Extensive subsurface “tile” drainage systems on Corn Belt farmlands have important implications for nutrient pollution in surface water, notably the hypoxic “dead zone” in the Gulf of Mexico. Unfortunately, existing drainage data are outdated and inconsistent. Can a map-based GIS analysis lead to a better assessment of tile drainage?
Extensive agricultural subsurface “tile” drainage in the Midwestern U.S. has important implications for nutrient pollution in surface water, notably the seasonal hypoxic “dead zone” in the Gulf of Mexico.
However, drainage data limitations have constrained efforts to effectively factor tile drainage into regional economic and environmental impact studies.
Better drainage data would be a valuable addition to future modeling applications.
In light of this need, a methodology incorporating a geographic information system (GIS) analysis based on soil and land cover maps was used in addition to existing data to create a set of county-level tile drainage extent estimates.
These estimates are downloadable for review in order to evaluate existing data and the results of this GIS analysis, with the goal of arriving at an improved picture of tile drainage in the U.S.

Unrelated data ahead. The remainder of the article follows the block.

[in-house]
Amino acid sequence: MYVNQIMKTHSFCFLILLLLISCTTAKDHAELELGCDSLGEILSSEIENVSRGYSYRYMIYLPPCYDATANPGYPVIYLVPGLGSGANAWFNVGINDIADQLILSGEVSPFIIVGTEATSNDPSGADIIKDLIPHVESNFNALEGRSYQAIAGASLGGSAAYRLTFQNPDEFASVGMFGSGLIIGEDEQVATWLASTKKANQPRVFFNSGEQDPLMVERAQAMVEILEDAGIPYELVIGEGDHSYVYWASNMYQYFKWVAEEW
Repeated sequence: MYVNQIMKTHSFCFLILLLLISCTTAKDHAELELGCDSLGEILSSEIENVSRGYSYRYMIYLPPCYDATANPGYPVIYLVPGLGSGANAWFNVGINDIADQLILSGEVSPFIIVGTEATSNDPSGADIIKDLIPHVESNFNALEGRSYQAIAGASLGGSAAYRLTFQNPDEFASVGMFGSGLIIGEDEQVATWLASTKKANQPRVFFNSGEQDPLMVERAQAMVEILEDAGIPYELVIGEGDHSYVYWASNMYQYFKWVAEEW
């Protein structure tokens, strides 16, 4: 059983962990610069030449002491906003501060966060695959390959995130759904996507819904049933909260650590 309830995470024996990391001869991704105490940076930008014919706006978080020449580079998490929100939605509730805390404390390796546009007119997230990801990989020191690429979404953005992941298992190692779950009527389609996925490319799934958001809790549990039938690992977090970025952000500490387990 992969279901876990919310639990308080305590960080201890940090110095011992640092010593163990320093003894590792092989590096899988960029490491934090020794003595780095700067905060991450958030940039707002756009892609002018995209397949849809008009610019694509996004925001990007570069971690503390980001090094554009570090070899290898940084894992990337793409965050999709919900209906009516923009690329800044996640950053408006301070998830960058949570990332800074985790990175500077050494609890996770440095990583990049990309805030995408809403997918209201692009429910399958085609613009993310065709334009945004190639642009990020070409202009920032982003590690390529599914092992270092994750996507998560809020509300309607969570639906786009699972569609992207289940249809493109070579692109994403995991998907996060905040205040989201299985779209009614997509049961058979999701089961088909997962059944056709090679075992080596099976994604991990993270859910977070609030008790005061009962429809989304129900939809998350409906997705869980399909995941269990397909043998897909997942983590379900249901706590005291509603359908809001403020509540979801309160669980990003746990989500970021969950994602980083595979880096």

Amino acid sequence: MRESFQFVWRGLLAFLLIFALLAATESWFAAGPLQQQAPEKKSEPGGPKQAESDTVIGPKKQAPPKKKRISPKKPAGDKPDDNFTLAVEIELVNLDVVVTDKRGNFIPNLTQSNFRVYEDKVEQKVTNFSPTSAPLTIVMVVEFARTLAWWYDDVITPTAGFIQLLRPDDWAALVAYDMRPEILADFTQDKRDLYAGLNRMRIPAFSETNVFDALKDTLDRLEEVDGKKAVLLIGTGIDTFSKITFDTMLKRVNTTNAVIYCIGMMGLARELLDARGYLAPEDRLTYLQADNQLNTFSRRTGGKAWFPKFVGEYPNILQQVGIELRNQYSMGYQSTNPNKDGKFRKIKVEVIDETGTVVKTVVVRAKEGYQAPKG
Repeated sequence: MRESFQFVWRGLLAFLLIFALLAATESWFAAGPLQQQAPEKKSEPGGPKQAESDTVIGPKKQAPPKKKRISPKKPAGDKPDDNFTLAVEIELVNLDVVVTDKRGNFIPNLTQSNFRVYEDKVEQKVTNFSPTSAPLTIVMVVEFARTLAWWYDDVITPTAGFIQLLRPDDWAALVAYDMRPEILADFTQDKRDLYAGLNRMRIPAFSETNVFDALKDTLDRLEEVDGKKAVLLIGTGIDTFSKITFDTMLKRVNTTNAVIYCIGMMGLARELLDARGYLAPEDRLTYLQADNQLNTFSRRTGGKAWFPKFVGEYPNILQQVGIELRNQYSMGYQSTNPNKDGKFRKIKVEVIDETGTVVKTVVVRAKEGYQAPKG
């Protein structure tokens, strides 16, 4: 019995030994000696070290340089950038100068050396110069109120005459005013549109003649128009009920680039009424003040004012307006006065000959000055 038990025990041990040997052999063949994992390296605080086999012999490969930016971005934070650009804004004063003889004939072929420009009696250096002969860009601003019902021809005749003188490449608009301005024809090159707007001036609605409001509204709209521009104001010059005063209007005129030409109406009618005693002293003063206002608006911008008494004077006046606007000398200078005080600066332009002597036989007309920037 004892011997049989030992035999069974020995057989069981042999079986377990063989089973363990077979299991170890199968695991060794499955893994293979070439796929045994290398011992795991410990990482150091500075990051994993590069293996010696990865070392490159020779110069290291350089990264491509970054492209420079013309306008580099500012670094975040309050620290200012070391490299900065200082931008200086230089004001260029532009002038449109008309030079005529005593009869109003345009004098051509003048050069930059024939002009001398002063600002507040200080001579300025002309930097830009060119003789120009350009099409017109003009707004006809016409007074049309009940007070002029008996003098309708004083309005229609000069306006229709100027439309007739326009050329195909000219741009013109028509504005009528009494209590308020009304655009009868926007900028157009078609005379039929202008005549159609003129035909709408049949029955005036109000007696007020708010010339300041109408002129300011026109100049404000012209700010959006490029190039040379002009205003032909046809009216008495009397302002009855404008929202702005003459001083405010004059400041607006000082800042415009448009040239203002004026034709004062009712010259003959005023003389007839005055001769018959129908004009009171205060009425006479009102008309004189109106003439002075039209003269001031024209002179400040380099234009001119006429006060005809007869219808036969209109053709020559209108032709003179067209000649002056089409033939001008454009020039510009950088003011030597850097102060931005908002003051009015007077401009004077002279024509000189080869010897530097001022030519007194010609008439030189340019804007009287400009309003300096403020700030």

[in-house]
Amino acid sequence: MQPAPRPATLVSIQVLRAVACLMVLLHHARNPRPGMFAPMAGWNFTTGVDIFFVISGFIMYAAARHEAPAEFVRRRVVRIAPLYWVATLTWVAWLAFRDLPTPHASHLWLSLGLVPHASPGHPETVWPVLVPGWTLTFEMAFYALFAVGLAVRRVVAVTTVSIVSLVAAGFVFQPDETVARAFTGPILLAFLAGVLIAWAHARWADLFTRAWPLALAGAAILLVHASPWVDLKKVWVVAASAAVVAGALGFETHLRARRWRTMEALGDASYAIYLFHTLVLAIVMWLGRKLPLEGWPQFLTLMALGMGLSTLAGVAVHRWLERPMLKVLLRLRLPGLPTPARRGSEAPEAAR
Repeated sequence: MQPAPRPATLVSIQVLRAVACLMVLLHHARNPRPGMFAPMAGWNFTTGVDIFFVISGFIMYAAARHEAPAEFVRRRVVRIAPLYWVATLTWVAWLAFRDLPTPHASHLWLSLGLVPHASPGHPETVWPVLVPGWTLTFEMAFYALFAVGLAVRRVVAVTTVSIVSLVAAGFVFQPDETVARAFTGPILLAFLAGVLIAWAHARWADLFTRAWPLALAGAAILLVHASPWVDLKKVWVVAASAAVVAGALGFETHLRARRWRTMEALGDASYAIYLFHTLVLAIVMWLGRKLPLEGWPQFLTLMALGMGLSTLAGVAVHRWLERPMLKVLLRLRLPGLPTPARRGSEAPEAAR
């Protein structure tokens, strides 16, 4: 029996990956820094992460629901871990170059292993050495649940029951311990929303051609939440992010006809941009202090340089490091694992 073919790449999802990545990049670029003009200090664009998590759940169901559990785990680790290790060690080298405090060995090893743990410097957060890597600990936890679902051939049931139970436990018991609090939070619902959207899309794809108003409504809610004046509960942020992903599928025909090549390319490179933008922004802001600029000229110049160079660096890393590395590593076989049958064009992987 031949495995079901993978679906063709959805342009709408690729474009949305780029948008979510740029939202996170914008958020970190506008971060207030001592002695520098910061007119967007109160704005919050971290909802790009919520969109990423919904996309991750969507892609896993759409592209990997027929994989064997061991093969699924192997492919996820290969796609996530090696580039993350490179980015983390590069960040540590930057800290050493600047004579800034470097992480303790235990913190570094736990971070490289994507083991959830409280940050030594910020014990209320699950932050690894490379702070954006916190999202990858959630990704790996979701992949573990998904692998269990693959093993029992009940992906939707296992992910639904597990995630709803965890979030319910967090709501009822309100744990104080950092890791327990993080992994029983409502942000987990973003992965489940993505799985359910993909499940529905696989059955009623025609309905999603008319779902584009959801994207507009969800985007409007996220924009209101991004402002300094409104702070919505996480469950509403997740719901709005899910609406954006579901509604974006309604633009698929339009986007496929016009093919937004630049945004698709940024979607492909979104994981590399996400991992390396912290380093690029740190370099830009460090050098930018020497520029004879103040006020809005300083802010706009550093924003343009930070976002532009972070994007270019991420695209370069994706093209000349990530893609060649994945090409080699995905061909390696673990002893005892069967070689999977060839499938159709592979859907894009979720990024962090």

Conclusions and Recommendations
- Map-based GIS analysis using soil and land cover data can provide a good representation of land that would benefit from drainage, and in densely tile-drained regions may be an improvement over previous estimates. Refinements could be made through further exploration of smaller geographic areas using more detailed data and maps.
- Improved drainage data will contribute to a better understanding of the large-scale environmental impacts of tile drainage-related nutrient pollution, and the cost-effectiveness of nutrient abatement strategies. To that end, we offer a range of drainage estimates and a revised national county-level database of agricultural tile drainage for collaborative validation and review.
- Ultimately, without actual measurements, ad hoc efforts to estimate tile drainage extent will only be stop-gap measures in solving the drainage data problem. Pressing water quality concerns such as Gulf hypoxia highlight the need for another large-scale drainage survey, which could be included in the USDA’s next agricultural census.
DOWNLOAD DATA : County Estimates of U.S. Tile Drainage
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